And I look at what Indigenous people have suffered since the beginning of colonization - first starting with the epidemics that came and wiped out huge numbers of our population. We didn't even have time to recover from those deaths and then colonization continued with residential schools. But it's beautiful to see that in so many Indigenous spaces that there's a desire to forgive and to create oneness again.
LAURA: Thank you. Mohammed, go ahead.
MOHAMMED: From my perspective I think there's two real things… I think are key. One is: when we think about Québec, we think of Québec as a nation. It has its distinct language, it has its distinct culture, that we mostly respect here in Canada; like, in Anglo-Canada, Anglophone Canada. And I don't understand how we don't apply a similar [understanding] to Indigenous nations where there needs to be a greater sense of just a recognition of sovereignty.
And then the second thing, and that's where the main thinking change needs to be, where it's not a colonial relationship, it's a nation to nation relationship… I am a firm believer that joy is medicine to pain and I think that we need to mainstream joy more.
LAURA: That's beautiful. So this is great. I want to ask each one of you one final question. Before I do, I want to return to remarks made by 'Abdu'l-Bahá in His final public talk in Montréal. He expressed His hope for Canada in these terms: That it would become “a prominent factor in establishment of international peace and the oneness of the world of humanity,” that it may “lay the foundations of equality and spiritual brotherhood among mankind,” that it “may manifest the highest virtues of the human world.”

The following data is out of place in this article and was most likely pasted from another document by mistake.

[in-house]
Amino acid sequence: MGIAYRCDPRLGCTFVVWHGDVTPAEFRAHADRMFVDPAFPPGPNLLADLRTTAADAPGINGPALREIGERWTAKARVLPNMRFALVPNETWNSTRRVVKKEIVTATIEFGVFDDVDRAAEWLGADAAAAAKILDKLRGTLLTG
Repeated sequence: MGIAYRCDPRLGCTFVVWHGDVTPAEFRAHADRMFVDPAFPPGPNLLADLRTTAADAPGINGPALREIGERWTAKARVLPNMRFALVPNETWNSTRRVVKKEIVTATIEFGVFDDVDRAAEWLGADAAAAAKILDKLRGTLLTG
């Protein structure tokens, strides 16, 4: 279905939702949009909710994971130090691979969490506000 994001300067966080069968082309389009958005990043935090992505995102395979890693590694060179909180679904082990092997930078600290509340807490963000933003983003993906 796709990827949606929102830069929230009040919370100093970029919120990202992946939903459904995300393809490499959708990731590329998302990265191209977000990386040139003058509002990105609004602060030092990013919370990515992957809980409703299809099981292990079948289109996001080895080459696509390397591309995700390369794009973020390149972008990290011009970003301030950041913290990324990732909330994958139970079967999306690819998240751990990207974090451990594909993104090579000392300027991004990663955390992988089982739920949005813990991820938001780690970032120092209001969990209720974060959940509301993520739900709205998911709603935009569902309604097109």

So those were 'Abdu'l-Bahá's hopes for Canada more than one hundred years ago. What would you say gives you, Mohammed, hope for the future of our country?
MOHAMMED: I believe in people; generally. I think people have done horrible things but I think people are capable of doing incredibly good things too. And I feel confident about the future. I actually do feel confident of the future. And I'm stuck in a lot of places that would be soul crushing.